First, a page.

State Department Of Health Under Investigation
OKLAHOMA CITY - A State House of Representatives Investigative Committee is looking into the misspending of at least $30-million at the Department of Health.
Last week, the department announced it is laying off almost 200 workers.
The committee met for more than 8 hours, trying to figure out how the Department of Health could misappropriate the cash over six years and go unnoticed. And the testimony News 9 heard is disturbing.
Representative Josh Cockroft (R) Cleveland County suggested to the governor’s Chief of Staff that she knew about the problems back in September, but didn’t share that info.
“In fact, isn’t it true that the governor herself had a text string with the state auditor regarding the health department earlier that month?” Cockroft asked.
“If she did I’m not aware of that,” said Chief of Staff Chris Benge.
Cockroft replied, “If this is true, the health department problems were not mentioned to the press at the time.”
The legislature agreed to send the Department of Health $30-million to replace the misspent funds.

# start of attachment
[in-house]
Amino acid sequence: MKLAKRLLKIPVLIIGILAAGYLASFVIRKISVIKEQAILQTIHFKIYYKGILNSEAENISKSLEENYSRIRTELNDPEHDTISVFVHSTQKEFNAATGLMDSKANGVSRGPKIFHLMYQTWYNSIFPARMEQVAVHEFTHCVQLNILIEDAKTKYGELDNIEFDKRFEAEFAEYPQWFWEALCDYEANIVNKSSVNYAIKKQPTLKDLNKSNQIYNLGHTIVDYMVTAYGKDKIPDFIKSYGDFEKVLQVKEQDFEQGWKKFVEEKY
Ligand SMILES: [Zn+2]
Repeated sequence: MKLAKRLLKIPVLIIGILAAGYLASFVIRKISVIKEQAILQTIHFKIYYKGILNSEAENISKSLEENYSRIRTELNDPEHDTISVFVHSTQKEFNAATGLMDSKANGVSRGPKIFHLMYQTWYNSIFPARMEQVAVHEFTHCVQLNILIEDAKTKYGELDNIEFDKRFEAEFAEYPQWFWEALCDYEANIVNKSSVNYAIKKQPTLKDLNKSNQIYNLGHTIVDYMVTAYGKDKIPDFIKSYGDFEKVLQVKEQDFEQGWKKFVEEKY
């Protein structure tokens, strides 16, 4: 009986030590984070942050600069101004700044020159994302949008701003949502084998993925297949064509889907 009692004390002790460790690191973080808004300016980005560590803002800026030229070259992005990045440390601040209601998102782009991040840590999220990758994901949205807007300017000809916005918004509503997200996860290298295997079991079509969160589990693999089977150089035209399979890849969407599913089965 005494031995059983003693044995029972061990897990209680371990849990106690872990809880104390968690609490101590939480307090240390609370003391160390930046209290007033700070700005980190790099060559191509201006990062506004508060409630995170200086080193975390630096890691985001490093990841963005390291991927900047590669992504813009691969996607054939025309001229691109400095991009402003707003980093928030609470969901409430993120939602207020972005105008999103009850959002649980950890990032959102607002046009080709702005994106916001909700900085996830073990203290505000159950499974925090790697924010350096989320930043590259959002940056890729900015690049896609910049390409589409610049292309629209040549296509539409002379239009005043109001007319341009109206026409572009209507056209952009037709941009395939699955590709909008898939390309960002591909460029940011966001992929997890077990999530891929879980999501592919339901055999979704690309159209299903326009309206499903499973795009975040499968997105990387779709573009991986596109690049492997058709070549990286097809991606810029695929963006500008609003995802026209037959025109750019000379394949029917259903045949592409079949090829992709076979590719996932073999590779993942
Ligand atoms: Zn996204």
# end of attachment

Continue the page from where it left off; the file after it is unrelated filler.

Interim Department of Health Director Preston Doerflinger, who was the Secretary of Finance at the time of the misspending, says he only learned of the issue in late October.
“You’re the secretary of finance and revenue. The director. And you’re acting like you didn’t know anything about this until one week before it went down?” Representative Bobby Cleveland (R) Cleveland County asked.
“That’s correct. Did you?” Doerflinger replied.
“I’m not the secretary of finance sir,” Cleveland said.
Doerflinger responded, “What I’m telling you is that we should all be mad and that we all had an obligation.”
There are also questions about the budget. The governor vetoed much of it, but didn’t sign off on the final section repealing the general appropriations budget. Cockroft says that could mean the budget is not valid.
The governor was not available for comment.
Finally, the committee learned there was little if any oversight into spending at the Department of Health.
Doerflinger says the agency overspent on things like staff. So, he says, cutting 200-positions should not have an impact on services.
“I do think, as I’ve said numerous times, we have bloat throughout the agency and I’m not concerned about service delivery being affected by the elimination of these positions,” Doerflinger said.
Cockroft says, if the Department of Health can get away with misspending so much money over such a long period of time, “It begs the question where else is that happening?”